Just recently, with movies like Get Out and Hereditary, critics have started throwing out terms like “elevated horror” as if horror hasn’t had elevated examples of its genre since its very beginnings. Wasn’t James Whale’s The Bride of Frankenstein elevated? Or Alfred Hitchcock’s Psycho? The Exorcist? Rosemary’s Baby? The reality is, just like with any other genre, there are high-brow and low-brow examples throughout horror’s history. However, Wes Craven, one of horror’s true masters, always stood somewhere in between — his films are a mixture of unbridled horror and gore along with often subversive, deeply philosophical ideas. Perhaps it’s that ugly violence that prevents some from really looking into ideas and questions posed by the films, but Craven, who passed away in 2015, was making elevated horror since The Last House on the Left, his 1972 Vietnam-influenced (and not for the feign of heart) take on Bergman’s The Virgin Spring. But his art as a writer and director reached its pinnacle in 1984’s A Nightmare on Elm Street, in which a deformed monster with a razor glove stalks his victims in their dreams — except these dreams come with real-life repercussions. Now, for a moment, let’s forget the sequels (some great, some… not so much) and the entire Freddy Krueger gazillion-dollar multi-media machine, and focus on what made the original so unique that it inspired an industry unto itself and propelled New Line Cinema into a major Hollywood studio.
Wes Craven, who earned a master’s degree in philosophy and writing from Johns Hopkins University and taught at Westminster College and Clarkson University in Potsdam, New York, got the original idea for the film from a true story: “I’d read an article in the L.A. Times about a family who had escaped the Killing Fields in Cambodia and managed to get to the U.S. Things were fine, and then suddenly the young son was having very disturbing nightmares. He told his parents he was afraid that if he slept, the thing chasing him would get him, so he tried to stay awake for days at a time. When he finally fell asleep, his parents thought this crisis was over. Then they heard screams in the middle of the night. By the time they got to him, he was dead. He died in the middle of a nightmare. Here was a youngster having a vision of a horror that everyone older was denying. That became the central line of Nightmare on Elm Street” (from an oral history of the film on Vulture). Though every major studio in Hollywood had rejected Craven’s original screenplay, Robert Shaye, the founder of New Line Cinema, a small distribution company at the time, saw its potential because “everybody has nightmares” (Vulture). The film was made on a $1.1M budget and a 30-day shooting schedule, but despite the torturous road it took to reach the big screen, it became a sensation, eventually earning $25.5M ($61M adjusted for inflation) and received a surprisingly positive critical response (it rates 94% on Rotten Tomatoes). So, what is it about this low-budget slasher that makes it endure in the pop culture nearly 35 years later? (Spoilers to follow)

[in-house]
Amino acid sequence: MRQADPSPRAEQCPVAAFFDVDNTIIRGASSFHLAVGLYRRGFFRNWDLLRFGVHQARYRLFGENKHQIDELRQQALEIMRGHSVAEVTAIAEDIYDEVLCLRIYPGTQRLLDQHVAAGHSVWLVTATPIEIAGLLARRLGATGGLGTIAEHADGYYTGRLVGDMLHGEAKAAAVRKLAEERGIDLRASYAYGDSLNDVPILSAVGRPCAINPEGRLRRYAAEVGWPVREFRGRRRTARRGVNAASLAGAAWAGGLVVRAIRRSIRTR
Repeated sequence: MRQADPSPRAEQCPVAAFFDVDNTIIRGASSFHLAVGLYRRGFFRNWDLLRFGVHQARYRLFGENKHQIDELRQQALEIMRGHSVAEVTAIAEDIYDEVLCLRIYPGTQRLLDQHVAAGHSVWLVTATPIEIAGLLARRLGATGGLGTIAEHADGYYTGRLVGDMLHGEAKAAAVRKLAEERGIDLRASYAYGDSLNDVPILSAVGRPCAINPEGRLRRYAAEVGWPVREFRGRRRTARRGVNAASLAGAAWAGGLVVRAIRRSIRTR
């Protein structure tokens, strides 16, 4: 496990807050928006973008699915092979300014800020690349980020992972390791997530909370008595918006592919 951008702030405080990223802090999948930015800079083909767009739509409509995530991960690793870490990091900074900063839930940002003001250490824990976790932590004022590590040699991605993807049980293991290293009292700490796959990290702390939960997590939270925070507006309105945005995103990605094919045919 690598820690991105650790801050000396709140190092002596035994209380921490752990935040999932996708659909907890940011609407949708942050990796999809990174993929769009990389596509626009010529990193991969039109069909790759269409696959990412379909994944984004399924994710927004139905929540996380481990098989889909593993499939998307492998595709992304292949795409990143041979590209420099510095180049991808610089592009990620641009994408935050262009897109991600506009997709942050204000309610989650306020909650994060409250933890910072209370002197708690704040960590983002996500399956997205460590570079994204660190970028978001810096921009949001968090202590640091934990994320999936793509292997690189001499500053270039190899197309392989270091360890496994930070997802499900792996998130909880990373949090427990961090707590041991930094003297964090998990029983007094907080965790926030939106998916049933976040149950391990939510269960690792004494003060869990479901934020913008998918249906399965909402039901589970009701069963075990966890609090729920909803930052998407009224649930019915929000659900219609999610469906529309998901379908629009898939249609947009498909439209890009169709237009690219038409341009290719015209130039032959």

To be sure, A Nightmare on Elm Street is imaginatively and skillfully written and directed, tightly paced and finely edited, and it features innovative in-camera effects, haunting music, likeable young protagonists in Heather Langenkamp (Nancy Thompson) and Johnny Depp (Glen Lantz) in his debut, and a terrifying villain in Robert Englund. But Nightmare was also one of the pioneers of the so-called “rubber reality horror” genre. In his book, Wes Craven: The Art of Horror, John Kenneth Muir uses the phrase to describe “Craven’s stunning transitions from reality to dream,” finding that “the thrilling and novel aspect of A Nightmare on Elm Street is the ease with which characters glide from one plane of existence to the other without realizing it.” In other words, throughout the movie, neither the characters (nor the viewers) are entirely certain whether we are in a dream or in reality, as we so easily and sometimes imperceptibly slip from one into another. Notice how Nancy falls asleep at her school desk in a blink of an eye, which we only realize when we see her dead friend standing in the doorway in a body bag, while a classmate’s reading of Hamlet crawls down to a bone-chilling whisper. Or how right after her dream in which she attempts to bring Freddy out into reality, Nancy wakes up with rose trellis from her garden still on top of her, which then magically disappears when the camera pulls back to reveal the wider image of Nancy in her bed. A viewer might not be aware of these things consciously, but this is how Wes Craven builds his “rubber reality.” Even the final scene leaves the door open to the possibility that the entire movie was Nancy’s (precognitive?) dream.